The Phase 3 sequence data from 20 populations, comprising five populations for each of the four main geographical regions of Europe, East Asia, South Asia and Africa, were downloaded from the 1000 Genomes Project website (www.1000genomes.org/data, ), including whole mitochondrial genome data for 1999 individuals. We decided not to analyse populations from the Americas due to the region’s complex history of admixture [13,14].
The European populations were as follows: Finnish sampled in Finland (FIN); European Caucasians resident in Utah, USA (CEU); British in England and Scotland (GBR); an Iberian population from Spain (IBS) and Toscani from Italy (TSI). Representing East Asia were the Han Chinese in Beijing (CHB); Southern Han Chinese (CHS); Dai Chinese from Xishuangbanna, China (CDX); Kinh population from Ho Chi Minh City, Vietnam (KHV) and Japanese from Tokyo (JPT). The South Asian populations were Punjabi Indians from Lahore, Pakistan (PJL); Gujarati Indians in Houston, USA (GIH) as well as Indian Telugu sampled in the UK (ITU); Bengali from Bangladesh (BEB) and Sri Lankan Tamil from the UK (STU). (…)
We analysed our mtDNA data with the extended Bayesian skyline plot (EBSP) method, a Bayesian, non-parametric technique for inferring past population size fluctuations from genetic data. Building on the previous Bayesian skyline plot (BSP) approach, EBSP uses a piecewise-linear model and Markov chain Monte Carlo (MCMC) methods to reconstruct a populations’ demographic history  and is implemented in the software package BEAST v. 2.3.2 . Alignments for each of the 20 populations were loaded separately into the Bayesian Evolutionary Analysis Utility tool (BEAUti v. 2.3.2) in NEXUS format.
Regional demographic histories
The five European profiles are presented in figure 2. The four southerly populations all show profiles with a stable size up to approximately 14 ka followed by a sudden, rapid increase that becomes progressively less steep towards the present. There is also a north-south trend, with confidence intervals becoming broader towards the north, particularly for the oldest time-points. The Finnish population profile appears rather different, but this is to be expected both because it is so far north and because previous studies have identified Finns as a strong genetic outlier in Europe [19–22].
The five profiles for South Asia are shown in figure 3. All populations reveal a period of rapid growth approximately 45–40 ka which then slows. Near the present the two southerly populations, GIH and STU both show evidence of a decline. However, this may be due to these samples being drawn from populations no longer living on the subcontinent, with the downward trend capturing a bottleneck associated with moving to Europe/America, perhaps accentuated by the tendency for immigrant populations to group by region, religion and race .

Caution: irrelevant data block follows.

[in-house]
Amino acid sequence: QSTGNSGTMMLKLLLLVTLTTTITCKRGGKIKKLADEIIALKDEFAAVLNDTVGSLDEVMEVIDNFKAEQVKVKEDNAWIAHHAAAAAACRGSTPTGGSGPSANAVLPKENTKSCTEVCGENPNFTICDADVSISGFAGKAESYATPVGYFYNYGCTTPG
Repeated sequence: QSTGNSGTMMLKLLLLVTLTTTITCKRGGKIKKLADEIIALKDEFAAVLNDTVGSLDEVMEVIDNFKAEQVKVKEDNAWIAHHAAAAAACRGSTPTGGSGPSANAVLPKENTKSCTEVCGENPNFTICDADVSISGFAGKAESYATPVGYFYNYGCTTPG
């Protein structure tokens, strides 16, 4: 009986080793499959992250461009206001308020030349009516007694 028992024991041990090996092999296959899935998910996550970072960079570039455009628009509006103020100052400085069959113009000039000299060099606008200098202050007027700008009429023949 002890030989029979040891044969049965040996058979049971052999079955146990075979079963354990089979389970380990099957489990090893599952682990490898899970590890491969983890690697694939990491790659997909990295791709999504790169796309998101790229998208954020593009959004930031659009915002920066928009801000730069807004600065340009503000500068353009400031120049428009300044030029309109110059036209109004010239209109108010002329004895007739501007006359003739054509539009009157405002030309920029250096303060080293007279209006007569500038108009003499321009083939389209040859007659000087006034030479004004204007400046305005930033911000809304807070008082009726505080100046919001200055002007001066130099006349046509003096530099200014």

Here, we compiled an extensive continental-scale database, consisting of 3070 radiocarbon dates associated to horse paleontological and archeological finds across the whole of Eurasia, that has been analyzed in association with coarse-scale paleoclimatic reconstructions. We further collected the number of identified specimens (NISP) frequency data for horses versus other ungulates in 1120 archeological layers in Europe (…) This ma.ssive amount of data allowed us to track,with unprecedented details, how the geographic distribution of the species changed through time
Geographic range through time
For most analyses, the data have been divided into climatic periods: pre-LGM(older than 27 ka B.P.), LGM(27 to 18 ka B.P.), Late Glacial (18 to 11.7 ka B.P.), Preboreal (11.7 to 10.6 ka B.P.), Boreal (10.6 to 9.1 ka B.P.), Early Atlantic (9.1 to 7.5 ka B.P.), Late Atlantic (7.5 to 5.5 ka B.P.), and Recent (younger than 5.5 ka B.P.) (Fig. 1, A and B). The spatial and temporal distribution of horse remains compiled in our database reveals a strong imbalance in Eurasia (Fig. 1, A and B).
We found a common trend in both regions for a high number of occurrences at the end of the Pleistocene (with a decrease during the LGM, only visible in Europe), followed by a drastic reduction in the Early and Middle Holocene, and a relative increase toward more recent times. These included both the Early Atlantic in Europe, which started ~9.1 ka B.P., and the time range after 5.5 ka B.P. for Asia. The horse fossil record appears ubiquitous throughout Europe in the Late Pleistocene, while in the Early and Middle Holocene the finds are concentrated in central-western Europe and Iberia. From 7.5 ka B.P., the number of finds increases markedly, and the geographical distribution extends toward the east and southeast.